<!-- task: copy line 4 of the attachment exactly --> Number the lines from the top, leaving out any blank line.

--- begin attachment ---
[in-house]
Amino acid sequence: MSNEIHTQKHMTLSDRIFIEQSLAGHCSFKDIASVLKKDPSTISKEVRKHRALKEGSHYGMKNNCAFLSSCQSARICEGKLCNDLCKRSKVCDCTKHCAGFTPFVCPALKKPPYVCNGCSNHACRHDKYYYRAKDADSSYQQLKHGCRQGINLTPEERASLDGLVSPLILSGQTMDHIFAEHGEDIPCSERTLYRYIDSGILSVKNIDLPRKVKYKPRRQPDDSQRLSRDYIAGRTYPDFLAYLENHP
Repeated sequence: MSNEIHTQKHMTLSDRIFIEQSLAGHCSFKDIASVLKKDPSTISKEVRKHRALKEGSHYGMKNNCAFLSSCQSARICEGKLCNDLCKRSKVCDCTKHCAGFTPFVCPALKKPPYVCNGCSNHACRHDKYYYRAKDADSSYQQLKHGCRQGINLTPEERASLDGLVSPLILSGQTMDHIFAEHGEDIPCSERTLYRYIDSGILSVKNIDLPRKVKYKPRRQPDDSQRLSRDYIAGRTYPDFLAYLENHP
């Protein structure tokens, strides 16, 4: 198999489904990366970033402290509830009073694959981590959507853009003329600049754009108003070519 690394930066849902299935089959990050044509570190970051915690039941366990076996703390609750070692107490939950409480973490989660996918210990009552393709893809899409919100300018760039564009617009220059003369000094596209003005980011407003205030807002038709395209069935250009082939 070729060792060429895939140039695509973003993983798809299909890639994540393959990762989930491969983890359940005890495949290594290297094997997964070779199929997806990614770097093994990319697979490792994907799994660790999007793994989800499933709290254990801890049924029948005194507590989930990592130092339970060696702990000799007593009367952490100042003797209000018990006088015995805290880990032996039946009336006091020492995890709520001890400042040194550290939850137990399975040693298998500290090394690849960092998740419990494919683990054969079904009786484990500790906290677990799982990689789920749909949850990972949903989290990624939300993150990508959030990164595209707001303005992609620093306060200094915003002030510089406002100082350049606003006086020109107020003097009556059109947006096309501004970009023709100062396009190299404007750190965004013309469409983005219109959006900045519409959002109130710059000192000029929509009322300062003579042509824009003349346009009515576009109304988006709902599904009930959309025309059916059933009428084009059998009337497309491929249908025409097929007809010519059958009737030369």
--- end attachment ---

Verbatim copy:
């Protein structure tokens, strides 16, 4: 198999489904990366970033402290509830009073694959981590959507853009003329600049754009108003070519 690394930066849902299935089959990050044509570190970051915690039941366990076996703390609750070692107490939950409480973490989660996918210990009552393709893809899409919100300018760039564009617009220059003369000094596209003005980011407003205030807002038709395209069935250009082939 070729060792060429895939140039695509973003993983798809299909890639994540393959990762989930491969983890359940005890495949290594290297094997997964070779199929997806990614770097093994990319697979490792994907799994660790999007793994989800499933709290254990801890049924029948005194507590989930990592130092339970060696702990000799007593009367952490100042003797209000018990006088015995805290880990032996039946009336006091020492995890709520001890400042040194550290939850137990399975040693298998500290090394690849960092998740419990494919683990054969079904009786484990500790906290677990799982990689789920749909949850990972949903989290990624939300993150990508959030990164595209707001303005992609620093306060200094915003002030510089406002100082350049606003006086020109107020003097009556059109947006096309501004970009023709100062396009190299404007750190965004013309469409983005219109959006900045519409959002109130710059000192000029929509009322300062003579042509824009003349346009009515576009109304988006709902599904009930959309025309059916059933009428084009059998009337497309491929249908025409097929007809010519059958009737030369």